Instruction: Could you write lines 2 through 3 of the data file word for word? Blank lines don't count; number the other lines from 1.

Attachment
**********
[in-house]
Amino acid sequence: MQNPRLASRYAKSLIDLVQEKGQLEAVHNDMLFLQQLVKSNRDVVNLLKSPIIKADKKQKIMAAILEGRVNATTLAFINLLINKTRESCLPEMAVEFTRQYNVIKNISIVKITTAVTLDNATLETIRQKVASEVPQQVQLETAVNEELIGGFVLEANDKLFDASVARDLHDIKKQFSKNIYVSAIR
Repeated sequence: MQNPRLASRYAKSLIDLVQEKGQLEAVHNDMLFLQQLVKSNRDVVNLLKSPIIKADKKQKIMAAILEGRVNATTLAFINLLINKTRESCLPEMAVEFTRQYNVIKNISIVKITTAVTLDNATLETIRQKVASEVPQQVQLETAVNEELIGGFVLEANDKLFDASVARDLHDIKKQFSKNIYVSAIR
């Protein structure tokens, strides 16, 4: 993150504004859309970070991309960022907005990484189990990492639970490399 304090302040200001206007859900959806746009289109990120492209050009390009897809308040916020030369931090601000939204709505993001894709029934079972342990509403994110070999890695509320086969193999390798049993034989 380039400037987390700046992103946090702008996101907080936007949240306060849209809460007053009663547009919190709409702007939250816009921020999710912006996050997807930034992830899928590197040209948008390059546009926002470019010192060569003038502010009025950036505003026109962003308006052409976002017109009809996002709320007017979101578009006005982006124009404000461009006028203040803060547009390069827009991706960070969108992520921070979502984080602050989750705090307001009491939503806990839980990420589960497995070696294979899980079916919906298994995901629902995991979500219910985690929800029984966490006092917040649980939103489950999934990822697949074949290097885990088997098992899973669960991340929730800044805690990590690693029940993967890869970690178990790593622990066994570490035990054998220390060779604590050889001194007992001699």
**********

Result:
Amino acid sequence: MQNPRLASRYAKSLIDLVQEKGQLEAVHNDMLFLQQLVKSNRDVVNLLKSPIIKADKKQKIMAAILEGRVNATTLAFINLLINKTRESCLPEMAVEFTRQYNVIKNISIVKITTAVTLDNATLETIRQKVASEVPQQVQLETAVNEELIGGFVLEANDKLFDASVARDLHDIKKQFSKNIYVSAIR
Repeated sequence: MQNPRLASRYAKSLIDLVQEKGQLEAVHNDMLFLQQLVKSNRDVVNLLKSPIIKADKKQKIMAAILEGRVNATTLAFINLLINKTRESCLPEMAVEFTRQYNVIKNISIVKITTAVTLDNATLETIRQKVASEVPQQVQLETAVNEELIGGFVLEANDKLFDASVARDLHDIKKQFSKNIYVSAIR